PERFORMANCE: A troubled foundation trust has commissioned performance reports on each of its surgeons after an internal audit uncovered a 14-year feud among clinical staff and 48 cases of possible harm to patients that were never investigated.
The move, by Heatherwood and Wexham Park Foundation Trust, comes after a report it commissioned uncovered a litany of unresolved concerns relating to harm to patients and soured personal relationships in its general surgery team.
The trust has now commissioned health analytics company Dr Foster to produce performance scorecards for each surgeon, showing their mortality and complication rates, and case mixes. These will first be rolled out in general surgery, urology and trauma and orthopaedics.
All the surgeons – including those named in the external report who are still with the trust – are now operating safely, the trust says.
This week the trust released a summary of the report, which was written by consultancy InPractice over the past 15 months. It reveals the dispute has been going on since 1999, when concerns were raised about the safety of surgeon Andrew Gordon’s gastrectomy practice. He was later found to have a 40 per cent mortality rate for one particular high-risk operation, which he subsequently agreed to stop performing.
However, colleagues continued to complain about previous patient deaths. The InPractice review details how, over the following years, concerns were raised about other members of the team and some surgeons were referred to mediation to address their personal differences. The acrimony – and allegations of poor practice – continued despite six internal audits, eight internal investigations, three reviews by the Royal College of Surgeons and several other assessments and reports.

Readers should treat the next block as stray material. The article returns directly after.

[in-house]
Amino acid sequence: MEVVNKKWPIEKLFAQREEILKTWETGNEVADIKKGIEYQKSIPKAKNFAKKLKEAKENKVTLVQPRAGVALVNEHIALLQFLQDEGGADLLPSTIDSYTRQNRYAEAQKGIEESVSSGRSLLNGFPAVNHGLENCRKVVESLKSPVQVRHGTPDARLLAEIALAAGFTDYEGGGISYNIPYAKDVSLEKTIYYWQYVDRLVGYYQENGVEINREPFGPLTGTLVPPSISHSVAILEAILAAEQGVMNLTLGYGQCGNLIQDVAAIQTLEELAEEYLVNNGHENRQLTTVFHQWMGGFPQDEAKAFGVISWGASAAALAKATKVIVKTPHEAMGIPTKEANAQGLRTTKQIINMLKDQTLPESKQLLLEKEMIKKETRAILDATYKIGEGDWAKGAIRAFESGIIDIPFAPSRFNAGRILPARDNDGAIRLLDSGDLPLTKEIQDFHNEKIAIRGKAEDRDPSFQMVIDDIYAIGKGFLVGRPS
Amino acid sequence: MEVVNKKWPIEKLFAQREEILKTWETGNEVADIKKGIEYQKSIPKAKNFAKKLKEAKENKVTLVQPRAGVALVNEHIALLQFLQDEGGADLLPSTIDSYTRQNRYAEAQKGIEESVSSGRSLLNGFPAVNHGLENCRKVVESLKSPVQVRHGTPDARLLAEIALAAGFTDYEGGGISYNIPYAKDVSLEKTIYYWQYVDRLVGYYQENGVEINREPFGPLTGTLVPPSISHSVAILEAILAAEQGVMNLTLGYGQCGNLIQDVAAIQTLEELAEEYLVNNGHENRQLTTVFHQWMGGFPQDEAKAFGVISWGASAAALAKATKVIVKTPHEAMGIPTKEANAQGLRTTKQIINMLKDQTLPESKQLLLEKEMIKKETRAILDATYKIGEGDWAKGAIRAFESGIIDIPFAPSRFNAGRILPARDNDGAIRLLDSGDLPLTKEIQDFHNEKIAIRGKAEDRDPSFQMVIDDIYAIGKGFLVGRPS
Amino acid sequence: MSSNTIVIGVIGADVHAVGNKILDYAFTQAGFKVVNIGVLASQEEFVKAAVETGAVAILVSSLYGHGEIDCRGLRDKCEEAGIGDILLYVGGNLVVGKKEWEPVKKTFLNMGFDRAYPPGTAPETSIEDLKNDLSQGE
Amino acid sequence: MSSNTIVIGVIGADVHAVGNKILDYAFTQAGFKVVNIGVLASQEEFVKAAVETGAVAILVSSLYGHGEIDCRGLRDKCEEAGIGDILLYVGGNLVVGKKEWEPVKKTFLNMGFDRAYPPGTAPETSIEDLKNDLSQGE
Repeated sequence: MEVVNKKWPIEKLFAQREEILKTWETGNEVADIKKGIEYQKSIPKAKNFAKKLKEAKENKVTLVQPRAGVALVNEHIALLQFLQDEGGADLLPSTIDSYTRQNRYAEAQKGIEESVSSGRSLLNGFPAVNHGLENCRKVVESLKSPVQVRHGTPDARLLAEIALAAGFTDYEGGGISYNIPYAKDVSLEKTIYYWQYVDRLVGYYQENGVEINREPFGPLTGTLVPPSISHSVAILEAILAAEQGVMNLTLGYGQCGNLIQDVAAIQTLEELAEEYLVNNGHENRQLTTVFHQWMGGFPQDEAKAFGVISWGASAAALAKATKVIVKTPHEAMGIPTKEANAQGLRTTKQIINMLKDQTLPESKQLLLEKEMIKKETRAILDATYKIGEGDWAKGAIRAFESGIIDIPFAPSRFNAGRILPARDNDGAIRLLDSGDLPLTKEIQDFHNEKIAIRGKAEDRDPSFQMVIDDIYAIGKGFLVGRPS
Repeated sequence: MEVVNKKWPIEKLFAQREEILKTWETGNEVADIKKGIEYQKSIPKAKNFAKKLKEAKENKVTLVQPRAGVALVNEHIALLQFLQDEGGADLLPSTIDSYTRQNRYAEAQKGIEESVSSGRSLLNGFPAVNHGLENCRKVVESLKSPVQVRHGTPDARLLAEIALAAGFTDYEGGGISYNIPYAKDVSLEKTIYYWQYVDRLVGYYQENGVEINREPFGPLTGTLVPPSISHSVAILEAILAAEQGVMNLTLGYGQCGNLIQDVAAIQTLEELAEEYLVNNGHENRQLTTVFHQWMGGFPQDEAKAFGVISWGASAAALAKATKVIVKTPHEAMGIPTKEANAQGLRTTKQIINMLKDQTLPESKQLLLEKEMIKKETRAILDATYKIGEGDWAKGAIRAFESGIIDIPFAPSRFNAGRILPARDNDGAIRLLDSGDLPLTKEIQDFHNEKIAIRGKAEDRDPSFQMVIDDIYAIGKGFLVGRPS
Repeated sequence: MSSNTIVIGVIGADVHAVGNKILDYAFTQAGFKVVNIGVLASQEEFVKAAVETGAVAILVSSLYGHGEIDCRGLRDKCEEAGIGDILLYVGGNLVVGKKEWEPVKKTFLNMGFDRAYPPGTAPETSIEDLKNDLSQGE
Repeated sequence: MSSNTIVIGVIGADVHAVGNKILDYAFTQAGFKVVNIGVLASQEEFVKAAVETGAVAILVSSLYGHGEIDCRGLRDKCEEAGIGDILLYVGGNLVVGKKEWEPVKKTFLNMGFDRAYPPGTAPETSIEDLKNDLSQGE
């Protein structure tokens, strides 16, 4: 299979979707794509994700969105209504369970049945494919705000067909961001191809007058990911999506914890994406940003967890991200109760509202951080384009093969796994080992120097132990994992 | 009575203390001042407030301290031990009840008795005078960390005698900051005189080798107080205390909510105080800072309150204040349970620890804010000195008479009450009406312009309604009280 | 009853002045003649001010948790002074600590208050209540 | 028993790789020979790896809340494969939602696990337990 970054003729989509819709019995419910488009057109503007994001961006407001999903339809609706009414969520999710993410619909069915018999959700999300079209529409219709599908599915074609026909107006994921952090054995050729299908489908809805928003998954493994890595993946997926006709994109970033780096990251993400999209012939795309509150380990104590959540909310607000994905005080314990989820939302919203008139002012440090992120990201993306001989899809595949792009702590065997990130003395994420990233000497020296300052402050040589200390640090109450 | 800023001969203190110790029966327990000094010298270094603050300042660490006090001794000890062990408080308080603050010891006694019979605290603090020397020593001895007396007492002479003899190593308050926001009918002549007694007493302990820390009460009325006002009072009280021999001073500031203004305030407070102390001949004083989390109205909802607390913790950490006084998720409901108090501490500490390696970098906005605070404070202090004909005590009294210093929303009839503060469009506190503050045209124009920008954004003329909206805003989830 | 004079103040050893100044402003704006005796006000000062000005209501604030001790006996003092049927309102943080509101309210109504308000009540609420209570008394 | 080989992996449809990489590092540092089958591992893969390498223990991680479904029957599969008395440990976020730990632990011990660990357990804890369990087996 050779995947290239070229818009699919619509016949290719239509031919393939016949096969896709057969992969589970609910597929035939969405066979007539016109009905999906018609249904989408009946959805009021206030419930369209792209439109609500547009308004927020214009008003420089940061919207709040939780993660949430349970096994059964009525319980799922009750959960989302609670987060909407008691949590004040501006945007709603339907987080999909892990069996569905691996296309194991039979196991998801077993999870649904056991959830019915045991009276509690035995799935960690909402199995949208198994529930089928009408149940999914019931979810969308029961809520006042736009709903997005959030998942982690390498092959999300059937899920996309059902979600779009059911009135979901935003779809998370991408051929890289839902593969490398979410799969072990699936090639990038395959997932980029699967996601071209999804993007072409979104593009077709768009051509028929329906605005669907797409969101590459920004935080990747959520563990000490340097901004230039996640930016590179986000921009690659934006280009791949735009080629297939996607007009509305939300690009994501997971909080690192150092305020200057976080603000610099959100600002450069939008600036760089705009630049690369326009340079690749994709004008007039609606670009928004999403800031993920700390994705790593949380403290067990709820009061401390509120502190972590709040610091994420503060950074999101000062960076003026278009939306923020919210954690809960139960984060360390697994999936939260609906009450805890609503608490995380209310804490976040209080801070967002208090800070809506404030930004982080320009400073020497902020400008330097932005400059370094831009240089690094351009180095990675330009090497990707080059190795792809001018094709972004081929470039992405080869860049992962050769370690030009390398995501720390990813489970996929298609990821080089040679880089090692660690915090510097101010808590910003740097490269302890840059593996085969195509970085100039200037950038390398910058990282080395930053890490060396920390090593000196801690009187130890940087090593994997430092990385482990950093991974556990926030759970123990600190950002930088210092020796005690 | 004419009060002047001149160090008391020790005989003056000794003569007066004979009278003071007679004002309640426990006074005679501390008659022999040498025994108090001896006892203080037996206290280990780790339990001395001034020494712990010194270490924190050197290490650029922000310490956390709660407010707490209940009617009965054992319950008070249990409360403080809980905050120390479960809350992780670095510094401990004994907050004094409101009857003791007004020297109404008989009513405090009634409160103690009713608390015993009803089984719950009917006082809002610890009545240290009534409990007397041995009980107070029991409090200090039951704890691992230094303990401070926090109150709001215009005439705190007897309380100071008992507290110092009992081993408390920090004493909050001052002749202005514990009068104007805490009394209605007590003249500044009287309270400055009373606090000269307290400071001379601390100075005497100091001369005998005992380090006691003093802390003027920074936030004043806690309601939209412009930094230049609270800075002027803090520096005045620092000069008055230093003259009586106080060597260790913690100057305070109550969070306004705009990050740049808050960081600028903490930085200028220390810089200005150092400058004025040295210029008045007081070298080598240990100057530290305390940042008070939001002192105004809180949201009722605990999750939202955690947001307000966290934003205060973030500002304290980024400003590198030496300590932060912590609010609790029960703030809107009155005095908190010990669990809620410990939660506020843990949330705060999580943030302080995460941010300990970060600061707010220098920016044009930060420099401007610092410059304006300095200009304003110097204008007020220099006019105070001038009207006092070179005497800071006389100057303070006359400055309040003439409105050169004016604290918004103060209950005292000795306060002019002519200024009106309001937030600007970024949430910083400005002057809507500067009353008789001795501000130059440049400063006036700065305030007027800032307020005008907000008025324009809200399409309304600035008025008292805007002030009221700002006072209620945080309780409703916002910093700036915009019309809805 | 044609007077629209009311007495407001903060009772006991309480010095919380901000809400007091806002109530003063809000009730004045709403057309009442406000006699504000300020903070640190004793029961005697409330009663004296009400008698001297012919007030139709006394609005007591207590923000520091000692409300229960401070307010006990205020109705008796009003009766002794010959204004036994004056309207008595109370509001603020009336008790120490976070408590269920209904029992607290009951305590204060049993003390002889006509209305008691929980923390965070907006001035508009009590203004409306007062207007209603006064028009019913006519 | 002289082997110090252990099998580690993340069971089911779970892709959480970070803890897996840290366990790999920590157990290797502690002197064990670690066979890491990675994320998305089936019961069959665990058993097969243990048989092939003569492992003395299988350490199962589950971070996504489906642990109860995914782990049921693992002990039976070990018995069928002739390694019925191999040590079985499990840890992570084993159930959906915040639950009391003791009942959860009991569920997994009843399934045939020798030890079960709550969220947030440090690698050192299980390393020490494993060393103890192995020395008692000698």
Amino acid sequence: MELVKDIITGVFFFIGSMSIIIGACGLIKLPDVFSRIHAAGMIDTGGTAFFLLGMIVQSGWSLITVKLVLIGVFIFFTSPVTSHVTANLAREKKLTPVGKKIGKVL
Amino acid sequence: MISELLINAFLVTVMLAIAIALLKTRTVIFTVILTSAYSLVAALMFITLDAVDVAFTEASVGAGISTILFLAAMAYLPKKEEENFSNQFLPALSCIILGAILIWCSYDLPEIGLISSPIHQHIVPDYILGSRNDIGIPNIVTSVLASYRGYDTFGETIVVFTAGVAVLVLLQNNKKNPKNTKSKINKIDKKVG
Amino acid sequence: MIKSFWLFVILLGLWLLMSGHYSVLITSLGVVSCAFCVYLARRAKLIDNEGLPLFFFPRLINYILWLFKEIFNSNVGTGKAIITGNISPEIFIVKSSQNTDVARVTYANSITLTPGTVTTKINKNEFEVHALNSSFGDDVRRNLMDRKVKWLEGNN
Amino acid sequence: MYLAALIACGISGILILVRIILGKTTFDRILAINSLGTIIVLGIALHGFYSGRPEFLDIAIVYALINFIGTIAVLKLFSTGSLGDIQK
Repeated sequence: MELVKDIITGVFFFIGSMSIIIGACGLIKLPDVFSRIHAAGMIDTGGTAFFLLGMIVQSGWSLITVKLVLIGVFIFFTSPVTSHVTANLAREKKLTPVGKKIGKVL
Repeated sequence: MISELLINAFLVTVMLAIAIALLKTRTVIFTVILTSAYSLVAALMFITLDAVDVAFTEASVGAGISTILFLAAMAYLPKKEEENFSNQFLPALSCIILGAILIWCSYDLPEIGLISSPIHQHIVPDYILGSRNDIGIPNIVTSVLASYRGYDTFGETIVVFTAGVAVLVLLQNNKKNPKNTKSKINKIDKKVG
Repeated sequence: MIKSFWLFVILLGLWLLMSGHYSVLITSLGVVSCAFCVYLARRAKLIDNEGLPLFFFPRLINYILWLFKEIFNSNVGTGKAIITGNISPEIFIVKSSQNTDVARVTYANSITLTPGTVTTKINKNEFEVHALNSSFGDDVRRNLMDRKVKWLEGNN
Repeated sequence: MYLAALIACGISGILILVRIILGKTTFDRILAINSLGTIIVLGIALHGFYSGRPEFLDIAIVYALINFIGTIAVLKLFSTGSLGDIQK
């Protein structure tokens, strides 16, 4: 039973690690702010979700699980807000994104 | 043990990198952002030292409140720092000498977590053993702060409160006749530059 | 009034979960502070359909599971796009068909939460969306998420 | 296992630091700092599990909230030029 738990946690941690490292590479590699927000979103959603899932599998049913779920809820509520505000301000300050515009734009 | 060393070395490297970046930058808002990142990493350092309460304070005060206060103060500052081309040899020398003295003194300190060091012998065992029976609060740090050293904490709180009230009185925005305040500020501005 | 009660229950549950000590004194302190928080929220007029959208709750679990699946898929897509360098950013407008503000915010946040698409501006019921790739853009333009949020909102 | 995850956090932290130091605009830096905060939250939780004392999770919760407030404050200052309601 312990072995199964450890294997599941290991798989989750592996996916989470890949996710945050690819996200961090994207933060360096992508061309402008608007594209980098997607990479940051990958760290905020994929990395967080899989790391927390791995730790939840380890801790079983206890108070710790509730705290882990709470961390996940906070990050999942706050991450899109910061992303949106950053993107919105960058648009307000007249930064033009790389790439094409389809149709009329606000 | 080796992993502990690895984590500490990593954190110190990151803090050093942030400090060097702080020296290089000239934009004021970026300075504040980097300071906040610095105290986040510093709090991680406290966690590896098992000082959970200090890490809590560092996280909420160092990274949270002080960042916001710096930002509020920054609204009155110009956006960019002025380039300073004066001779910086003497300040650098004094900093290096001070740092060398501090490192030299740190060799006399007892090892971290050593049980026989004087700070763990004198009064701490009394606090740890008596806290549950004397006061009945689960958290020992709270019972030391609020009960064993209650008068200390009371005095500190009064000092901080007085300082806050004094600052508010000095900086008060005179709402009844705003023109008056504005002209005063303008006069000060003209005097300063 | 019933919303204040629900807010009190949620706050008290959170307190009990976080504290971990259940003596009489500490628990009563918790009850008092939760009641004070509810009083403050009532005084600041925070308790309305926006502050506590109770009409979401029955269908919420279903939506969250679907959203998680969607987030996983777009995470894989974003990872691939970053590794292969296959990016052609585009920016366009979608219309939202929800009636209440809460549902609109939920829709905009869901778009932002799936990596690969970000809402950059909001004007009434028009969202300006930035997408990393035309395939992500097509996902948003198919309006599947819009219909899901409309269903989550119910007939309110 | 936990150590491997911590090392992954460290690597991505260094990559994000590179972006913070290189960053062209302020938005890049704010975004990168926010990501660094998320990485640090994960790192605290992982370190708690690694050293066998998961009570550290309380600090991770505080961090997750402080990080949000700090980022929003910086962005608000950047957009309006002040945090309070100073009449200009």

InPractice found there are 48 cases where concerns were raised over possible harm to patients, which were never investigated.
One consultant, Anil Desai, raised 37 concerns, 17 of which were not reviewed. He was labeled “vexatious”, and later lost an employment tribunal alleging discrimination by the trust.
InPractice found there was no evidence that the quality of the previous reviews had been checked, and found a number of concerns raised had not been investigated. It is now implementing a new policy for investigating concerns at the trust.
Chief executive Phillippa Slinger, who took over in 2011, said: “The impact of those few, dysfunctional relationships has been felt widely across departments.” She added that “more often than not, actions were taken in good faith on the basis of a series of inadequate investigations [by the trust].”